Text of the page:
Last week, the CFO of AT&T
The Motley Fool: Many international wireless assets were sold off over the years to help pay for mergers. Operations in emerging markets are fueling growth for operators such as Vodafone
Richard Lindner: I think the answer for us is both [that] we will certainly continue to focus on the U.S. market, because they are extremely important to us, but the opportunities for us, from a growth perspective and in terms of penetration of services, in many cases is international. I would think about it in terms of two different opportunities there. The first and most obvious for us is to follow companies that have substantial operations in the U.S. -- that we are providing service for today -- and to follow those companies internationally. The best example of that is a contract we did this year with General Motors
Then the second opportunity for us, but this is more -- this will be followed more opportunistically, I would say -- is there are markets that I think have the capability for some substantial growth, and we will look for opportunities to play on some of that growth. A couple of examples: We have applied for wireless licenses in Qatar, and we have applied for wireless licenses in India. Those are both opportunities where we see significant market growth, but initially, we are looking at, "Is there a wireless opportunity there for us?" But at the same time, those are markets where there is significant construction and growth overall in infrastructure. In many cases, we are looking for some footholds into those markets, to begin to play in the overall infrastructure build. But those will tend to be more kind of one-off, opportunistic kinds of initiatives.
The Fool: Beyond share-price appreciation, what bars or metrics have you personally set to gauge how the company is serving shareholders, and in terms of those metrics, are there any areas where you feel the company needs improvement or isn't up to expectations?
Lindner: Well, we certainly watch share-price appreciation carefully, and we feel for us, we are a big, large-cap company in a fairly mature business, so I think some of the key metrics for us is to continue to drive solid consistent growth and earnings per share, and we have done that over the last 10 quarters. Our adjusted EPS is up at double-digit pace. We want to continue that as we go forward into 2008. At the same time, we as a company ... produce a lot of cash flow, and we want to supplement the returns to our shareowners with a strong dividend yield. I think a sweet spot for us, frankly, is to maintain a dividend yield in a 3%-4% range. That keeps us in the probably top 10 or 12 of the S&P 100, and when you combine double-digit earnings growth and a 3.5% or so dividend yield, I think you have got ... a basis for just consistent, solid returns to shareowners.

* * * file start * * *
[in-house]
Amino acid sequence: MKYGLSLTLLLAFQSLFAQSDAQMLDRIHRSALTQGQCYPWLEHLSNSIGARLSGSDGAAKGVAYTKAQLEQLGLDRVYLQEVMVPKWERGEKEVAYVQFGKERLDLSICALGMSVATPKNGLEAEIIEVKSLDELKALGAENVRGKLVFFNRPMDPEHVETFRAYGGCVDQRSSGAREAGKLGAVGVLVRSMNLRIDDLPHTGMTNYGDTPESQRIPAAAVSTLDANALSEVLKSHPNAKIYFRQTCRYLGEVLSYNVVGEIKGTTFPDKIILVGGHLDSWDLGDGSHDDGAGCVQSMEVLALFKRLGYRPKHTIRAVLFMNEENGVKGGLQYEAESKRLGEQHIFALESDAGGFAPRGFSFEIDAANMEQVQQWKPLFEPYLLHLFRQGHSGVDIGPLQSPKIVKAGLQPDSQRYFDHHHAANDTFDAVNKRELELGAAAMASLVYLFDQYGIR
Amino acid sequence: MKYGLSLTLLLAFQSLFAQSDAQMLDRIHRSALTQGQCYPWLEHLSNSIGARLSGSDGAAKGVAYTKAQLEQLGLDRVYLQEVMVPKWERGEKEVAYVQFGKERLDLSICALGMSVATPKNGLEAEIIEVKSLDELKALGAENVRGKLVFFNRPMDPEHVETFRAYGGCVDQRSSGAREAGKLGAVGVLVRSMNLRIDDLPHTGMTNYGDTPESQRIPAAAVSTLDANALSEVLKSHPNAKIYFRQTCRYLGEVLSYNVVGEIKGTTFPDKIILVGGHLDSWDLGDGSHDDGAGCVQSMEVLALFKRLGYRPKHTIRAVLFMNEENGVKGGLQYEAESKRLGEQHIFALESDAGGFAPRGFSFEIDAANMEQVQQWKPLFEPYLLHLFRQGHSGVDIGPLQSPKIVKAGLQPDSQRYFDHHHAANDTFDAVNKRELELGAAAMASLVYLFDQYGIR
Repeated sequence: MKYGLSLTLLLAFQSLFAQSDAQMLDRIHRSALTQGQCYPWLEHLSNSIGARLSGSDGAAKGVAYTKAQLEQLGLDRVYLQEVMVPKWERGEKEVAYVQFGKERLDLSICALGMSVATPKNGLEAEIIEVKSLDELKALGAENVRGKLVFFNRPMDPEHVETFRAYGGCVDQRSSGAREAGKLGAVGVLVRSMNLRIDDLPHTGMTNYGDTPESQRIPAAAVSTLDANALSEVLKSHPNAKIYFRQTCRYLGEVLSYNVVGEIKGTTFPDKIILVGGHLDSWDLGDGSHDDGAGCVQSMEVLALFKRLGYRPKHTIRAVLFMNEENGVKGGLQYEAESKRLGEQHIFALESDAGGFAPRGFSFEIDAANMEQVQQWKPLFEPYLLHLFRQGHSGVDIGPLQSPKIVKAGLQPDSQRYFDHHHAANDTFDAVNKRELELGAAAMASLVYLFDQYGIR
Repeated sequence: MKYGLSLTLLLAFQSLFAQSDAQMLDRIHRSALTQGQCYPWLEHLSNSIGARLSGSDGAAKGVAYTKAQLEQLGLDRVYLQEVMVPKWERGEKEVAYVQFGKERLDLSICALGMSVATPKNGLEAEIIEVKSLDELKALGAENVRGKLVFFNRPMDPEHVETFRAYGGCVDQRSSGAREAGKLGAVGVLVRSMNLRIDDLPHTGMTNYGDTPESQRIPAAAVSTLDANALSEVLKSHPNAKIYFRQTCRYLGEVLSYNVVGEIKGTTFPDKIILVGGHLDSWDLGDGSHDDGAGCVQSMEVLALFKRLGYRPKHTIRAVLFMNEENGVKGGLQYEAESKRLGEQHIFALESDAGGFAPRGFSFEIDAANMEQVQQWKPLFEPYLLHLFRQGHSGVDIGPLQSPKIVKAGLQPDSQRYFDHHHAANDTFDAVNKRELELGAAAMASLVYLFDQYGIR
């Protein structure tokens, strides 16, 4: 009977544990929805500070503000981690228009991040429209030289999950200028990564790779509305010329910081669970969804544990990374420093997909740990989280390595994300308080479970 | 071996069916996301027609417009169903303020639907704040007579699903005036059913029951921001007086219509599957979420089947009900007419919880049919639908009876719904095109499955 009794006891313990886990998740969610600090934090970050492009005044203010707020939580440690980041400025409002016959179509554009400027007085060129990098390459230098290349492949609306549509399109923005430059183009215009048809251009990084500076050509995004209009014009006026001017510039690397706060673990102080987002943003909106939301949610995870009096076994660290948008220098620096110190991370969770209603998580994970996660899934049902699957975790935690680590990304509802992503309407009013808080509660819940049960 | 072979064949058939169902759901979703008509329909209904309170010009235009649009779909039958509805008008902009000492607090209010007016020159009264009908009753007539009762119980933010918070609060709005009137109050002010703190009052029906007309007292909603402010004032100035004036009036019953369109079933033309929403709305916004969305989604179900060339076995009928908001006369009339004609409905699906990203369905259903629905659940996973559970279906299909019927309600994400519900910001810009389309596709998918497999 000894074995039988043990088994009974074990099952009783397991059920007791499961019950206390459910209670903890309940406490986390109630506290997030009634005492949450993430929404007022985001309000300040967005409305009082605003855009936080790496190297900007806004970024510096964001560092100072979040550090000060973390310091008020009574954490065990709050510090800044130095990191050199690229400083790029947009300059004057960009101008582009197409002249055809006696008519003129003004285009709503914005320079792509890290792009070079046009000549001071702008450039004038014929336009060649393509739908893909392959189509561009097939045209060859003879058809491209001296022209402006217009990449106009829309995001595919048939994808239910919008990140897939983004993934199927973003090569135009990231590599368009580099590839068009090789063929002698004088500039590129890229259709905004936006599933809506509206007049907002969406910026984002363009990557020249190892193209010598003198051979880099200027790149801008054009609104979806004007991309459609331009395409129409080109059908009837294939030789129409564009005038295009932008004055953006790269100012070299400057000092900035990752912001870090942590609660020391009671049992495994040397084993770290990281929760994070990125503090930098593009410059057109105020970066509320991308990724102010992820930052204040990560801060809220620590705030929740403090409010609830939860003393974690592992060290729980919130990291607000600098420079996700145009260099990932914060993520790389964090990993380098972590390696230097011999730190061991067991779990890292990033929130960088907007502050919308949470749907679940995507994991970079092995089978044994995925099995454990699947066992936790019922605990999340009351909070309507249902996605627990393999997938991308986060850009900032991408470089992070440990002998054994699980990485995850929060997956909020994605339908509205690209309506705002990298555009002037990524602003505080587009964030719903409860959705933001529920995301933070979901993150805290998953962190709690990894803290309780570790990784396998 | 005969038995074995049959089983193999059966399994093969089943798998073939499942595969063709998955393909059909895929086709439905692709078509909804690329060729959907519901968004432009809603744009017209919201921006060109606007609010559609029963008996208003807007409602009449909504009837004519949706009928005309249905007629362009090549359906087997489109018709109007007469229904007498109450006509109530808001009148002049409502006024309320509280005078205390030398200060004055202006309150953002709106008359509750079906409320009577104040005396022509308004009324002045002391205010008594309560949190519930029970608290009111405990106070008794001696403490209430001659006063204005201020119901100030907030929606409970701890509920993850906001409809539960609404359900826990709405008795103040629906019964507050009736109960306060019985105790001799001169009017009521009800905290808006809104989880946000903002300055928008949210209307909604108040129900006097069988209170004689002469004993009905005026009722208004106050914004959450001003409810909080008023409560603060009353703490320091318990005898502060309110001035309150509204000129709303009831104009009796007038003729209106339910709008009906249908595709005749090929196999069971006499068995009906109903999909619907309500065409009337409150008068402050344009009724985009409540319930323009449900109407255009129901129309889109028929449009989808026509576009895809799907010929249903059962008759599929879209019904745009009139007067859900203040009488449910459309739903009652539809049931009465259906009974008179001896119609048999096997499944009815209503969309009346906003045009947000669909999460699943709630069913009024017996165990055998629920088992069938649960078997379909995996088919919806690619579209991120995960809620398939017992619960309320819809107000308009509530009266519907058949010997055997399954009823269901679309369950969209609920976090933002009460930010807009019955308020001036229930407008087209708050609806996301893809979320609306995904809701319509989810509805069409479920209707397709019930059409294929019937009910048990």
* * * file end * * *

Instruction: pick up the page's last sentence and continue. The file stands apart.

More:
The other metric we look at internally on a regular basis, because -- and frankly, from an executive standpoint, it is the primary metric behind our long-term compensation plans ... we look at return on invested capital. We do that calculation, excluding amortization of some intangible assets, non-cash amortization that comes out of some of the mergers we have done. But by looking at it in that way, I think it gives us good visibility on, "Are we increasing the returns?" and "Are we generating adequate and returns above the cost of capital associated with new investments in the business?" That metric is on a very good trajectory for us right now.
Finally, I guess the fourth thing that particularly right now is important to us is ramping top-line growth. This quarter was a good step in that direction. In fact, the last four our five quarters, we have had positive top-line growth on a pro forma basis. This quarter was up in the 3.2% range; we want to continue to ramp that certainly into the mid-single digits or above. That revenue growth then gives us, I think, the ability to continue good earnings-per-share growth into the future, and so that one is important to us.
... We are probably harder on ourselves than people are externally at times, but I wouldn't say that there is anything [within] any of those metrics that [is] not meeting our expectations at this point. It is just we tend to not be a very patient group, so we want to drive them all in the right direction.
The Fool: As this quarter's numbers reflect, Apple's
Lindner: Well, I am sure if we talked to the operations folks in wireless, there are some things they might have done differently here or there, but I think they are pretty minor. When you think about the launch of the iPhone, you have to keep in mind, first of all, we are talking about launching a brand new wireless device, which is always subject to a certain amount of peril. But we are also launching a device by a company that had never produced a wireless phone or a wireless device ... and we are talking about launching a device that is fairly different from other devices that are on the market in our base, and that we are familiar with. And it was going to be activated, which is really kind of important and can be a tricky part of the wireless process. It was going to be activated in a completely different way from any other device that we have sold before.
When you put all of those together, I don't think the launch itself could have gone much better than it did. I think the team did a lot of work testing the device, testing the activation process. There were a few glitches in the first weekend, but they were pretty minor in terms of number, and they were resolved pretty quickly. Since then, the device continues to sell very well. I think we are going to have a very good holiday season with the device, and frankly, I think as it continues forward, and as the iPhone continues to evolve, it will just get better and better.
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